The Power Of Writing Things Down
Writing things down is the key to focused action
I’ve been running an experiment for the past few months. I wanted to track the output of my brain and see if it made any real difference in my life and the things that I manage to keep track of.
I kept a journal with me for almost a year. I would write down my day to day activities, including to-do lists and, most importantly, ten ideas for writing every day.
For the last month, I’ve stopped almost entirely. I’ve noticed a significant difference in the way I approach coming up with ideas and my general anxiety levels. My ideas have grown sparse, and my anxiety has flared up, back to pre-journaling levels.
A higher level of thinking
Write down the thoughts of the moment. Those that come unsought for are commonly the most valuable. — Francis Bacon
An idea or thought always starts with the most basic conception. It floats into your mind like a dandelion fluff picked up by a breeze. You reach out, seize it gently, and examine it.
Upon examination, you notice the fine details and maybe even pick at them further. Thoughts like this can become complex and exciting in your mind as you theorize and creatively explore further.
I always used to think to myself, “oh, that’s interesting. I’ll continue thinking about that later.” The truth is, it rarely happens unless I write it down. Once I have it down on paper, I can revisit that idea whenever I want, and fully re-engage my brain on that concept.
Typically, when I don’t write these things down, they are lost forever. I have no record of them and can’t expand on them further. By writing them down, you can keep track of the output of your mind. You’ll be shocked by how much your brain can put out, and how much of it is good.
Of course, I have tons of whack ideas to go with the good ones, but the point is I would have never achieved a higher level of thinking on the good ideas had I not been writing all of them down.
Organizing your time
After writing things down and getting used to having a schedule I could refer to daily, I realized how many important details slipped my mind.
I let essential things slip a few times a week. I used to be hard on myself for it, before I started making to-do lists, but I realized I was blaming myself for no good reason. For the first time in my life, I understood that my brain wasn’t capable of keeping track of a sophisticated schedule without error.
I used to think I was just bad at organization and prioritizing, but that wasn’t true. The brain is excellent at those things, it just needs to write them down for reference. Once you are confident that you won’t forget the important stuff, your mind becomes clear and free for other things.
Otherwise, you think about them constantly. Your poor brain tries to keep track of everything on its own. This is were most of my anxiety and overthinking stemmed from. It only made sense to me after I stopped writing things down and reverted to my old ways.
Writing things down puts you in control
Get it down. Take chances. It may be bad, but that’s the only way you can do anything really good. — William Faulkner
Your brain is a great outlet. It suggests ideas to you that are greater than you think. Some of my best articles are from ideas I took down on walks and at work. I revisited them later and was able to explore them further.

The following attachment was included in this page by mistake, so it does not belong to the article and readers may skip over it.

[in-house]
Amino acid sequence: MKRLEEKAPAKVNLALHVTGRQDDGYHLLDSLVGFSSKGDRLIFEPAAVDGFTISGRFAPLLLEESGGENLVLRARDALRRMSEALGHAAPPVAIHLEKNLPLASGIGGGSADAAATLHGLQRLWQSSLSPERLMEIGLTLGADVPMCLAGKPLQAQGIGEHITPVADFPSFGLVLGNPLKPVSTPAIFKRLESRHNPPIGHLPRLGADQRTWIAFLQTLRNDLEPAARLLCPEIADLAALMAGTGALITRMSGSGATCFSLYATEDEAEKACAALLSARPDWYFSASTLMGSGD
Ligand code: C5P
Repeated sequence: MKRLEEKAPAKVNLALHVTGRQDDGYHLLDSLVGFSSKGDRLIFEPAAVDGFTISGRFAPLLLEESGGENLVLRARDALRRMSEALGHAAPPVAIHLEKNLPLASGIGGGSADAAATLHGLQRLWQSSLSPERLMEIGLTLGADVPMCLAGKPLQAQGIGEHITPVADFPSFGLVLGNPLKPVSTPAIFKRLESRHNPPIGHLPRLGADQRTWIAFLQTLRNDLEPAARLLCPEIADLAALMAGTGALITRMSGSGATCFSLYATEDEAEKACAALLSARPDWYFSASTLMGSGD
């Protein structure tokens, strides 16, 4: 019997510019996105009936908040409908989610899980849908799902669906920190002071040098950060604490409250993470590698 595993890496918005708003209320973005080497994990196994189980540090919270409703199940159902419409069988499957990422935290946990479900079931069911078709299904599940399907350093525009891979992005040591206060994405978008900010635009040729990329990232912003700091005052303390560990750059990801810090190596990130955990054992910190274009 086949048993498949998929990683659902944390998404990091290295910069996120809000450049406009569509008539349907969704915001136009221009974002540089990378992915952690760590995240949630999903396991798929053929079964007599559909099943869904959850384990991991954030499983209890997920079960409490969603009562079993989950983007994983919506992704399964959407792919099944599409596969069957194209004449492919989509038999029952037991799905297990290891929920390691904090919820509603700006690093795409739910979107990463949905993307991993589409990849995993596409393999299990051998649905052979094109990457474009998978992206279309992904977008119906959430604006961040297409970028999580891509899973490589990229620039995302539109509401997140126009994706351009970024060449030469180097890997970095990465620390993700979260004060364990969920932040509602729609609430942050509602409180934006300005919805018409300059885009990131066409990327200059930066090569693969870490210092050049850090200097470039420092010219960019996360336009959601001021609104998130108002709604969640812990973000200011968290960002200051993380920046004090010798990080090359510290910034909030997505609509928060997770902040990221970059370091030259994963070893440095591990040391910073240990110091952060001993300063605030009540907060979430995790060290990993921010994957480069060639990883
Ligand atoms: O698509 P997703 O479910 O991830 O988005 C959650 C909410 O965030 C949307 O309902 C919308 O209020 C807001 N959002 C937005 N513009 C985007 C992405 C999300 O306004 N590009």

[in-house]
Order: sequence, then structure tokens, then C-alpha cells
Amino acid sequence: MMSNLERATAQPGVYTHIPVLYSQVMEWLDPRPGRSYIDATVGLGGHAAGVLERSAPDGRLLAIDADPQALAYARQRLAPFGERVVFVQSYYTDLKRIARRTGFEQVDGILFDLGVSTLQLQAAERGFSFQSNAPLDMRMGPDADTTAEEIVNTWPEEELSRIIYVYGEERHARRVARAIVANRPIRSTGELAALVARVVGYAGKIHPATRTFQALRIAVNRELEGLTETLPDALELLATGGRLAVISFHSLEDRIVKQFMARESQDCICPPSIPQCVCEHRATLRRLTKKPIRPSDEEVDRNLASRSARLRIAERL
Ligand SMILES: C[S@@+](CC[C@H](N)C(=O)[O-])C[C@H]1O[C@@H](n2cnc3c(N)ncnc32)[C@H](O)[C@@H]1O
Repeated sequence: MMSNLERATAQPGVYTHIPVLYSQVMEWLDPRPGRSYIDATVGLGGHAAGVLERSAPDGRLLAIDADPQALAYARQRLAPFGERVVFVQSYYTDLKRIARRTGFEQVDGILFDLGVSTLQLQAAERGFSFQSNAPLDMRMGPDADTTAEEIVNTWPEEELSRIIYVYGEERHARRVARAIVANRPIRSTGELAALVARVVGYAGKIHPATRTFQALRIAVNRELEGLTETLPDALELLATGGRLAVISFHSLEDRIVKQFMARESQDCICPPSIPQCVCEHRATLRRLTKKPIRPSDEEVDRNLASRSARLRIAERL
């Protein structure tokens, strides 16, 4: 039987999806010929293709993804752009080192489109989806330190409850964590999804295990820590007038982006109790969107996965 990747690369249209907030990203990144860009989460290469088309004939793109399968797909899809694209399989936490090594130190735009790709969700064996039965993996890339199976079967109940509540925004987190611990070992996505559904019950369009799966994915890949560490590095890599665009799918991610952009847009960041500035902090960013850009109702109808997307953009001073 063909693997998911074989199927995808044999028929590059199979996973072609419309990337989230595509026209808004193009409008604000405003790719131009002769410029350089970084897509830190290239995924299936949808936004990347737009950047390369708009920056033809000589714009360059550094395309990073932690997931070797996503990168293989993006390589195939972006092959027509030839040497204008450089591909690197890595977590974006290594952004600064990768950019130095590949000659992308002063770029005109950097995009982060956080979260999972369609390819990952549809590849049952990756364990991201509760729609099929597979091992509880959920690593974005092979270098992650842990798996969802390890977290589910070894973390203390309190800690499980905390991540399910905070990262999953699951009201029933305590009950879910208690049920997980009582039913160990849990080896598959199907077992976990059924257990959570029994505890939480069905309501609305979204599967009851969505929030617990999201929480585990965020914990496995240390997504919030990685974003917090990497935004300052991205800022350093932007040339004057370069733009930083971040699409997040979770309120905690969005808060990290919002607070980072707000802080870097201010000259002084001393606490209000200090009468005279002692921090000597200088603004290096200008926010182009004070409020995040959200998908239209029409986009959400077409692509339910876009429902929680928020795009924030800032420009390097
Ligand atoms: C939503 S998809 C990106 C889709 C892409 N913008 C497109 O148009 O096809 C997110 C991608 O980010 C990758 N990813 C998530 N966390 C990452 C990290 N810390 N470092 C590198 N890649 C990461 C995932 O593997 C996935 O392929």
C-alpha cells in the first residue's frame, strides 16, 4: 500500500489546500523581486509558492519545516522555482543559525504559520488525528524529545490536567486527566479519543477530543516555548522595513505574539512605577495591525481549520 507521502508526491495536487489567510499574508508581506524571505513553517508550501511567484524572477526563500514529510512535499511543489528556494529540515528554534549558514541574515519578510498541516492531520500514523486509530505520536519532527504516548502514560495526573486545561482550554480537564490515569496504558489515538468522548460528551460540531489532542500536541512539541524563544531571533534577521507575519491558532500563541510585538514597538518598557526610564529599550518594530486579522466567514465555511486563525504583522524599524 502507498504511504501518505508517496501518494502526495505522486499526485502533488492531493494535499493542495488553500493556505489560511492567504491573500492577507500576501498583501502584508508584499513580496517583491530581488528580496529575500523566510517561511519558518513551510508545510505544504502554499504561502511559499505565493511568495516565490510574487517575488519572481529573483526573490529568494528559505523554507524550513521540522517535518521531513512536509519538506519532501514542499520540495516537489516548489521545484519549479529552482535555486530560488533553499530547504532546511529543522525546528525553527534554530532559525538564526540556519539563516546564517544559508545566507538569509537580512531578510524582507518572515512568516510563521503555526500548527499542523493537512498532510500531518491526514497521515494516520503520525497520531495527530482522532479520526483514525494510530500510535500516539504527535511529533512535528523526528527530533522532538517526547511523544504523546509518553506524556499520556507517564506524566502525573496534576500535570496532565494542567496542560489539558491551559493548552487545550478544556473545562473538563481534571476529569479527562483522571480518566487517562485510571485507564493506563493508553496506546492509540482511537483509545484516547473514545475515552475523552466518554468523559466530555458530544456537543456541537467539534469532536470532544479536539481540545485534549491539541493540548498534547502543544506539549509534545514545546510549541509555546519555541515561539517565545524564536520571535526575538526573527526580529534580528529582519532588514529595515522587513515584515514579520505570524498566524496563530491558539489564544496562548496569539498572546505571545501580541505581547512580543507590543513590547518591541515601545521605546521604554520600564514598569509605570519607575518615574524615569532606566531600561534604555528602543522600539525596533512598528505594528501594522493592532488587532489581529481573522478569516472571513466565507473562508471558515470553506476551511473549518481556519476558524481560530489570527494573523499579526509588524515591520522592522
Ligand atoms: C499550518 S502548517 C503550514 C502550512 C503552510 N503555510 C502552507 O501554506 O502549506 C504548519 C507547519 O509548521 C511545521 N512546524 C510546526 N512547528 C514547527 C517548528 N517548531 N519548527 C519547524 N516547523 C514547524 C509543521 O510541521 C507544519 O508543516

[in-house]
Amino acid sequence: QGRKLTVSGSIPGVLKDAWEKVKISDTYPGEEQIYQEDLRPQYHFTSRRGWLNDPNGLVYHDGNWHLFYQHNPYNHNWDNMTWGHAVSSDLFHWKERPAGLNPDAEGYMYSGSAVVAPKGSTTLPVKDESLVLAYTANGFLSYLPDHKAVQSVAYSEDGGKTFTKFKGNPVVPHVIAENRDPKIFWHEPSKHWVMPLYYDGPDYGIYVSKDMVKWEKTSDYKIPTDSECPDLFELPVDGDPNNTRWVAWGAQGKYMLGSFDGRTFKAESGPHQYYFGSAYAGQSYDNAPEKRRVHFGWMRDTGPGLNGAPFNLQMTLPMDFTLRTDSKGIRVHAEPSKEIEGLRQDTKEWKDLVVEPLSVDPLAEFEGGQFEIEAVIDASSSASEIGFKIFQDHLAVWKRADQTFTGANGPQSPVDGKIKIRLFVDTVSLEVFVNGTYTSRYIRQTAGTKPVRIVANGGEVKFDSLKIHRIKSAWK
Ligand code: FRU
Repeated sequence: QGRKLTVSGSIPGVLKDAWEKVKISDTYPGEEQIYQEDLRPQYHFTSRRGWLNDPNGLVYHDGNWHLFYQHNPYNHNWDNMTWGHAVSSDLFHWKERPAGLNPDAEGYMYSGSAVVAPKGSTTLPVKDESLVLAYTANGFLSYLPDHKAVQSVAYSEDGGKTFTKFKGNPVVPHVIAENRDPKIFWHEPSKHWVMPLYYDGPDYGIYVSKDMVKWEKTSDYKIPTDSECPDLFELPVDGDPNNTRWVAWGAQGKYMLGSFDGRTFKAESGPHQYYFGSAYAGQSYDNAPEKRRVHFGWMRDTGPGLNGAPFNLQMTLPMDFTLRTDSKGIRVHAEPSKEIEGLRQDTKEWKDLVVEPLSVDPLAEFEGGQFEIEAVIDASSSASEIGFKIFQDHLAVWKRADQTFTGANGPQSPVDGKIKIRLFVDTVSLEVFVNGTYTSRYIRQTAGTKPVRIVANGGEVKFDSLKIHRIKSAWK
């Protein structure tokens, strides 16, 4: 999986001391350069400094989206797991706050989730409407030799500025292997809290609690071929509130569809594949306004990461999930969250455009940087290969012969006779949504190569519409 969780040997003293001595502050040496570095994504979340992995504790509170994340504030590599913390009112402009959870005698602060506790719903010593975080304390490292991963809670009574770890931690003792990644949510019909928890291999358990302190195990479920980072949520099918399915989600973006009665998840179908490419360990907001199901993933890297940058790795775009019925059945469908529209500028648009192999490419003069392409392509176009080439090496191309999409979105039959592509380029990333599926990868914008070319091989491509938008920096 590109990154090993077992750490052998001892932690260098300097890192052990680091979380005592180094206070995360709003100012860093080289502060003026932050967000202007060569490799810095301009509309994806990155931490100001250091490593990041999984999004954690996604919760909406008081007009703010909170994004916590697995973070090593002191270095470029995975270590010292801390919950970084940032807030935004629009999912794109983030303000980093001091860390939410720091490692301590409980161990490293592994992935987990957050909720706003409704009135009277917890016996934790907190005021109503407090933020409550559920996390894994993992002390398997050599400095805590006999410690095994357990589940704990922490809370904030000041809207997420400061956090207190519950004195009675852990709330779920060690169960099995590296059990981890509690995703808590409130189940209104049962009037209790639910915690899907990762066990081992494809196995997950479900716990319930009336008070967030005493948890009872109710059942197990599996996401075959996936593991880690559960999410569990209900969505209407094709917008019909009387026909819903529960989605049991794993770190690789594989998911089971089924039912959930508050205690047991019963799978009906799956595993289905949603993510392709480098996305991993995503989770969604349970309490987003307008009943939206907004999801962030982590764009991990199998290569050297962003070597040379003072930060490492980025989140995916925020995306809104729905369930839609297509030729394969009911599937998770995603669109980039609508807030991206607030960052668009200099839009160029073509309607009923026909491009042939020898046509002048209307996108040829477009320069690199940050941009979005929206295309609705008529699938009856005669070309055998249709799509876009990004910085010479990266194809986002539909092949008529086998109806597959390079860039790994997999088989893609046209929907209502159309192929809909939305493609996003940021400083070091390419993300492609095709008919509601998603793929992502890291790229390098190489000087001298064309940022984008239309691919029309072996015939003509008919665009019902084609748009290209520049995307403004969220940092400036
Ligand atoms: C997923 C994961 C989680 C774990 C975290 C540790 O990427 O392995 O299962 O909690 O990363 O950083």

At the end of the day, when I review my schedule, ideas, and thoughts, I can choose what matters and what doesn’t. I realize that I have re-occurring thoughts that are useless, and by identifying the thought patterns, I have successfully been able to notice them and lessen them.
In a sense, writing things down has allowed me to filter out the good stuff, and focus on producing more of it. For the first time, I feel like I have control over my mind. Control that doesn’t exist without documentation.
It’s like a feedback loop. Think of your brain like a nuclear power plant. Every day, there are hundreds of qualified scientists and engineers writing down and recording radiation levels, temperatures, times stamps on procedures, and results of adjusted parameters.
If this wasn’t being recorded, you can imagine that it wouldn’t be long before things started to fall apart, and we would be living in a toxic wasteland. This toxic wasteland is precisely what happens in your mind when you don’t actively record the output for examination.
Becoming grateful by remembering the little things
It’s the small day to day stuff that we forget about quickly and take for granted. When I go back through my journals, I realize all the day to day things that happened that were crucial to my current well being or success.
Reading them over reminds me of their importance in my life, and how my brain so easily forgets about them within a few hours. Going back over interactions I had with people or how certain things made me feel gives me enormous gratitude.
I am reminded of the time I went for a walk with my younger sister, and it makes me miss her. The next time I’m home, I’m sure to spend some time talking to her and reminding her of that time.
I am reminded of the little wins I’ve worked so hard for that have slipped over the weeks. Whenever I feel unmotivated, or like I haven’t accomplished anything, all I have to do is flip through my journal. I remind myself of all the great things that have happened so far.
So by putting it all together — thoughts, emotions, ideas, memories, and achievements — you are effectively taking a massive load off your mind and freeing up incredible bandwidth for living in the now. You’ll stop worrying about things that have not yet happened, and you’ll stop dwelling on the past.
There is nothing to writing. All you do is sit down at a typewriter and bleed. — Ernest Hemingway